<i>Ki Tavo</I>: Reversal of Fortune

Turning evil into good.

Rabbi Dr. Aryeh Hirsch,

יום העצמאות 67
יום העצמאות 67
ערוץ 7
Two weeks ago, I was with my family on our annual summer vacation up North. Like thousands of Israelis, after Tisha B'Av we head up to the Golan or the Galilee. After ice-skating and bowling in Metulla's Canada Center, we went to the mall in Kiryat Shemona for lunch. While sitting in a booth in the restaurant's open, central location, I kibbitzed
Was this course of history inevitable?
with a local shoe-store owner who stood just outside the door of his establishment. When I left, he said to me: "I guard you from Kiryat Shemona and you guard me from Beit El."

This conversation leads to the answer to a question on this week's parsha, Ki Tavo. The parsha features 98 well-known curses to which the Jewish nation was to be liable if they "do not listen to the Lord, your God, to be careful to observe all His commandments" (Devarim 28:15), which seems a rather hard mission to accomplish. This includes "doing all that You commanded." (ibid. 26:14) Rashi explains that this means, "I was happy (in Your service), and brought joy to others."

Our rabbis, chazal, find many allusions in these curses to calamitous events in the last 3,000 years of Jewish history, and this begs the question: Was this course of history inevitable? Could exiles, pogroms, churban of Temples, and Holocausts have been prevented, or did the very letters of the Torah guarantee all these disasters?
 
The answer to this is also found in this parsha. In Devarim 26:15, Rashi explains: "We have upheld Your decrees to us, so You, God, do Your part of the covenant, and hashkifa mi'maon, look down from Your holy abode in Heaven and bless Your people Israel." These two words, hashkifa, "look down," and maon, are code-words loaded with nuances. "All circumstances when the Torah says hashkifa, 'look down on' humankind, are for curse and evil, except here in Devarim, because gifts to the poor have great power, to change the Almighty's anger to mercy." (Rashi on Genesis 18:16)

Many explanations are given for this ability of "the charity tithe given to the poor, the convert, the orphan and the widow" (Devarim 26:13) to change curse into blessing. The Aznayim L'Torah writes that this is no magic a la Harry Potter, but a manifestation of the covenant, brit, of arvut (the teamwork of the reciprocal relationship of Jew to Jew, and Jew to the Lord). If the Almighty were to "look down " and judge every individual, He would have no mercy, for no man could live up to all his obligations and not sin. But by giving tithe charity to the poor, a Jew is nullifying himself to others, to Klal Yisrael (the nation as a whole); then, God will look down and judge that individual as part of the whole of Israel. And the covenant guarantees mercy in judgment, and continued survival, "blessing" (verse 15) and good, for the Klal, which will thus secondarily benefit the individual who attaches himself to the whole.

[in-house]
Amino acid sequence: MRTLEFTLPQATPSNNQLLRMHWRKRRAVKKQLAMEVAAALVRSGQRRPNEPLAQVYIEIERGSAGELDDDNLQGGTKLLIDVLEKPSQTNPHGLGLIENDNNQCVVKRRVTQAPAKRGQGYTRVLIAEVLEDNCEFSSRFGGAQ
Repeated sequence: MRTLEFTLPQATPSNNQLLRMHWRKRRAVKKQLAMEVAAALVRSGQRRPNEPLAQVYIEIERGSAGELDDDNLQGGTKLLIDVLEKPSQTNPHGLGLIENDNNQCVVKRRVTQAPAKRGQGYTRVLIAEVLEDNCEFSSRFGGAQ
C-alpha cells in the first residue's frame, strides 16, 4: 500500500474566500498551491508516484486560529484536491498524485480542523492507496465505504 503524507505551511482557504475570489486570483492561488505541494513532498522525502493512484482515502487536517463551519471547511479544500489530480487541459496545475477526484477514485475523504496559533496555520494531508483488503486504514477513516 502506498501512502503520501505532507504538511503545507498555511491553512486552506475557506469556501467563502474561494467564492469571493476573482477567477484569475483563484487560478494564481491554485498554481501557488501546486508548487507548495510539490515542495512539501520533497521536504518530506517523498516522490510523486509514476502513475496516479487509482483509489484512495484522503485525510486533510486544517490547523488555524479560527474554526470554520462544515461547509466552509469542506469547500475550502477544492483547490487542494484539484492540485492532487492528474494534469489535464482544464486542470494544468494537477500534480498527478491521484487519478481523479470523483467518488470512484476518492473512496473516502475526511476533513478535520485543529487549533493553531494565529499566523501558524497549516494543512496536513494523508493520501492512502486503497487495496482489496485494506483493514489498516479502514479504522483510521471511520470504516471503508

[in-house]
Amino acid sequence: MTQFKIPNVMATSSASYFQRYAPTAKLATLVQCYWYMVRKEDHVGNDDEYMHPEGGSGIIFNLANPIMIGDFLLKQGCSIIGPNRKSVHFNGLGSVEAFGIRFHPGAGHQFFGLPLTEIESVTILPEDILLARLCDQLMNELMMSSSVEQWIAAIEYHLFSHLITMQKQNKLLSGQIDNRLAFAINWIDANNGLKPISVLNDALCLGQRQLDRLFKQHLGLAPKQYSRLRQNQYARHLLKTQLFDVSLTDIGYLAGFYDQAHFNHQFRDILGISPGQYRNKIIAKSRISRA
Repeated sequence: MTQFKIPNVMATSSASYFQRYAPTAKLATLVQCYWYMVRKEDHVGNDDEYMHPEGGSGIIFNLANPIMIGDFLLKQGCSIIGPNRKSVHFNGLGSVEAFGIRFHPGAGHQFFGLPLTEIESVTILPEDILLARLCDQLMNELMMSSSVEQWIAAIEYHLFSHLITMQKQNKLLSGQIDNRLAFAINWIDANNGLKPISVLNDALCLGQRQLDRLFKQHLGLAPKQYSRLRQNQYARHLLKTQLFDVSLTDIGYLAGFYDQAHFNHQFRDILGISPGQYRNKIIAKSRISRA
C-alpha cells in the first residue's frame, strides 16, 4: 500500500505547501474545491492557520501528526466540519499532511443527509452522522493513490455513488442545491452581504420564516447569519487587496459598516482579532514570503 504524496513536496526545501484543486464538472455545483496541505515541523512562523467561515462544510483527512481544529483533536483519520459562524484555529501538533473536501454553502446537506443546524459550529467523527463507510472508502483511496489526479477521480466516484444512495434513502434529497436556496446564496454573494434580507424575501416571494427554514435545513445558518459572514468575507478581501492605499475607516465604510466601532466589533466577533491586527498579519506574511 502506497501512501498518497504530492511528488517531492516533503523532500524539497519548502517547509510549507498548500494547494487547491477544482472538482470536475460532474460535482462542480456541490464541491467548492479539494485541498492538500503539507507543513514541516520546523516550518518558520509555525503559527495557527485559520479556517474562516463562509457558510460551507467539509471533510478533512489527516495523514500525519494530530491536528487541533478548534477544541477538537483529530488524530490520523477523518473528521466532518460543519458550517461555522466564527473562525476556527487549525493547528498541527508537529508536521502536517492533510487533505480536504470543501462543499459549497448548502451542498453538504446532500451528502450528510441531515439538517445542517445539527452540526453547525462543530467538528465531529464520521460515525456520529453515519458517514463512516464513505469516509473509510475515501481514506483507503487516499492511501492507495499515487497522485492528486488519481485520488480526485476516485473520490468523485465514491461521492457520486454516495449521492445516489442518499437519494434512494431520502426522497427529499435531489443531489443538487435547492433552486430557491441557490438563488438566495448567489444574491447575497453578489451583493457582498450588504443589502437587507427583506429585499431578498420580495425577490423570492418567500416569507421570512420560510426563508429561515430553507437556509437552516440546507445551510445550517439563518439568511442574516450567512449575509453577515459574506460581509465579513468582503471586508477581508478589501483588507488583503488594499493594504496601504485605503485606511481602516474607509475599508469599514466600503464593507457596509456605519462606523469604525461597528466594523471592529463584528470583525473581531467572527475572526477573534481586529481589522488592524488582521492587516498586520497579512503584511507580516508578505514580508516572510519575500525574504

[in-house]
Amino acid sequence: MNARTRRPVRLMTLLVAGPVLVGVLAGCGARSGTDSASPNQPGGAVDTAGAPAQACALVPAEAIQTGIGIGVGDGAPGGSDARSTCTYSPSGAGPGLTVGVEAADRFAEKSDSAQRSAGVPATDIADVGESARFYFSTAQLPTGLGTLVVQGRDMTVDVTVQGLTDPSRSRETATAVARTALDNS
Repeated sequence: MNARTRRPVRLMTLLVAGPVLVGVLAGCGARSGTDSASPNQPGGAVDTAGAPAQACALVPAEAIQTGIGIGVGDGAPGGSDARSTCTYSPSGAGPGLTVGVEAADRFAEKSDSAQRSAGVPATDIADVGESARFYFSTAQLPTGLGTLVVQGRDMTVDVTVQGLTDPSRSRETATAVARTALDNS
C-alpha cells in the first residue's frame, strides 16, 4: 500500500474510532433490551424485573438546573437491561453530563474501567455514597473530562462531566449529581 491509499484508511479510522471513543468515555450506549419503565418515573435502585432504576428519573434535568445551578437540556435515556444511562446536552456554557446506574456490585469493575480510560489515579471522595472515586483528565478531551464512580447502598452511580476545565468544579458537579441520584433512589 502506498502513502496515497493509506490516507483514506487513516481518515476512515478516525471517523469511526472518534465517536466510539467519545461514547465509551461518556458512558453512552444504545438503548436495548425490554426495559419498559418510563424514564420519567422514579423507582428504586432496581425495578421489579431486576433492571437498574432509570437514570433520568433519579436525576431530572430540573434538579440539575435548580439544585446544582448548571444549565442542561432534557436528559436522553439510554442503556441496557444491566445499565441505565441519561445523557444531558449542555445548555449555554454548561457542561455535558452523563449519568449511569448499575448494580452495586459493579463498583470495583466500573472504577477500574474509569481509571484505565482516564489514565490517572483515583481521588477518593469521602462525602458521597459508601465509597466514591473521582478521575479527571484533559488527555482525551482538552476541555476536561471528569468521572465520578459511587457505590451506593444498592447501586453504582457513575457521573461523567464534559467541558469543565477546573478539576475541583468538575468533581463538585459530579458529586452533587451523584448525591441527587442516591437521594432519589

Another reason why it is charity alone that effects the change to mercy: all other acts of mitzvah are necessarily imperfect (a result of the human condition), unlike tzedaka (charity), in which the essence is that the poor man is helped. No matter how that result is achieved, it's 100% - and therefore has the power to change evil to good. That is why the sentence on hashkifa ends with a reference to "the land of milk and honey," both being foods that come from non-kosher sources and are changed to kosher, to good (Aznayim L'Torah). This is because the Land of Israel is the place for this covenant of arvut and
Honey is eaten on Rosh Hashanah because it is the time of teshuva.
teshuva (turning evil into good), just as h
oney is eaten on Rosh Hashanah because it is the time of teshuva.

Similarly, the Rebbe of Gur writes about the stones on which the Torah was written as the Jews crossed the Jordan River (Devarim 27:8), saying that even stones are affected by words of Torah, changing a heart of stone to the good. And the Rebbe from Lizensk, on the ending of that verse, says that ba'er heitev ("explain it well") means, "explain the Torah for the good, that even these words of curse can be explained in a way that will turn them into blessing." That is why (Kli Yakar on 27:12) the verse says that "these will stand to bless," but the wording is "these will stand on Mount Eival for the curse." The blessing is sure to come, but the curse is in doubt, depending on man's actions.

Kli Yakar also notes that verses 15-26 delineate eleven curses, from which the corresponding blessings can only be derived as hints, because the blessings will derive from the curses, as evil is turned to good. All this is not theoretical, but leads to very practical lessons, one of which is for the present Israeli political scene. As Prime Minister Ehud Olmert wickedly is trying to destroy the country of Israel, the right-wing of Israeli politics should be listening to that store owner in Kiryat Shemona and pulling together as a team.

Menachem Begin pulled off his historic mahapach (revolution) after realizing he could win by uniting Likudniks with the Sephardi voter. But that's not what we see from Binyamin Netanyahu. He should know that right-wing Jews outnumber the Left, and the Left has only won for the last 15 years by Arab votes and by splintering the Right. He fights with Moshe Feiglin, the only settler and knit-kippa leader in the Likud, at a time when Netanyahu could use all the right-wing help he can get. He should certainly see that he won't get left-wing votes.
 
Only when Israeli political strategy is based on arvut, and uniting in brotherhood and patriotism, will the curse of the current Israeli situation be turned into blessing.


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